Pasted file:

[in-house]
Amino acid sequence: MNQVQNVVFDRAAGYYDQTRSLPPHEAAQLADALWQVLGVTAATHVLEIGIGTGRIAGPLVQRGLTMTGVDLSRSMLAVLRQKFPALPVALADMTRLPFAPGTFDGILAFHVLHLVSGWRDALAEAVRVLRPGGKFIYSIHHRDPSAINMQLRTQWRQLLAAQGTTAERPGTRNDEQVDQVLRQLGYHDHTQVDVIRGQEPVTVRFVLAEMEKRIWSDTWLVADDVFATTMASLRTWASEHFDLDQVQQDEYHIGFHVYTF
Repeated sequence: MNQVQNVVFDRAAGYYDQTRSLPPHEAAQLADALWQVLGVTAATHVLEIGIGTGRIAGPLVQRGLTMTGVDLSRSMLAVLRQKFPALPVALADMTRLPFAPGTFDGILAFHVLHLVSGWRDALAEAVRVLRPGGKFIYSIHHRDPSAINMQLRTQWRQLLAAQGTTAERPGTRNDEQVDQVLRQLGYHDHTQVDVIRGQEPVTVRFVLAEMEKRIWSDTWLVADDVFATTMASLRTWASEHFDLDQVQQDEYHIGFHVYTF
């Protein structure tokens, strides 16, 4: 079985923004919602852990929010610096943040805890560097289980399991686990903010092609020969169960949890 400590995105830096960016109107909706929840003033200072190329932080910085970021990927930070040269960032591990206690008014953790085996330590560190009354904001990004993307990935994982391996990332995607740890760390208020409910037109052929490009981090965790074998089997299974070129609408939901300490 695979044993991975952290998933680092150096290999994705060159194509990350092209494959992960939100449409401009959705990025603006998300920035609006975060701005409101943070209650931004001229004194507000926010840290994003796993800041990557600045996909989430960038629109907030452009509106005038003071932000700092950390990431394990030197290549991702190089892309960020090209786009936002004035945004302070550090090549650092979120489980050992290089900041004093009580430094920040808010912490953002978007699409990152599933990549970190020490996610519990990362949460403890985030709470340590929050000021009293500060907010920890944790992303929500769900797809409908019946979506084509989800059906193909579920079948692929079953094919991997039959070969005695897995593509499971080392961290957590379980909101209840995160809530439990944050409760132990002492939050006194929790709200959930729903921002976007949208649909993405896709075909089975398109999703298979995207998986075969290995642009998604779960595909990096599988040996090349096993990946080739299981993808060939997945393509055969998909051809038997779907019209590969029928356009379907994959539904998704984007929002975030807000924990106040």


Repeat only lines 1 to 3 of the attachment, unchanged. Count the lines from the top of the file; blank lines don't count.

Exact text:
[in-house]
Amino acid sequence: MNQVQNVVFDRAAGYYDQTRSLPPHEAAQLADALWQVLGVTAATHVLEIGIGTGRIAGPLVQRGLTMTGVDLSRSMLAVLRQKFPALPVALADMTRLPFAPGTFDGILAFHVLHLVSGWRDALAEAVRVLRPGGKFIYSIHHRDPSAINMQLRTQWRQLLAAQGTTAERPGTRNDEQVDQVLRQLGYHDHTQVDVIRGQEPVTVRFVLAEMEKRIWSDTWLVADDVFATTMASLRTWASEHFDLDQVQQDEYHIGFHVYTF
Repeated sequence: MNQVQNVVFDRAAGYYDQTRSLPPHEAAQLADALWQVLGVTAATHVLEIGIGTGRIAGPLVQRGLTMTGVDLSRSMLAVLRQKFPALPVALADMTRLPFAPGTFDGILAFHVLHLVSGWRDALAEAVRVLRPGGKFIYSIHHRDPSAINMQLRTQWRQLLAAQGTTAERPGTRNDEQVDQVLRQLGYHDHTQVDVIRGQEPVTVRFVLAEMEKRIWSDTWLVADDVFATTMASLRTWASEHFDLDQVQQDEYHIGFHVYTF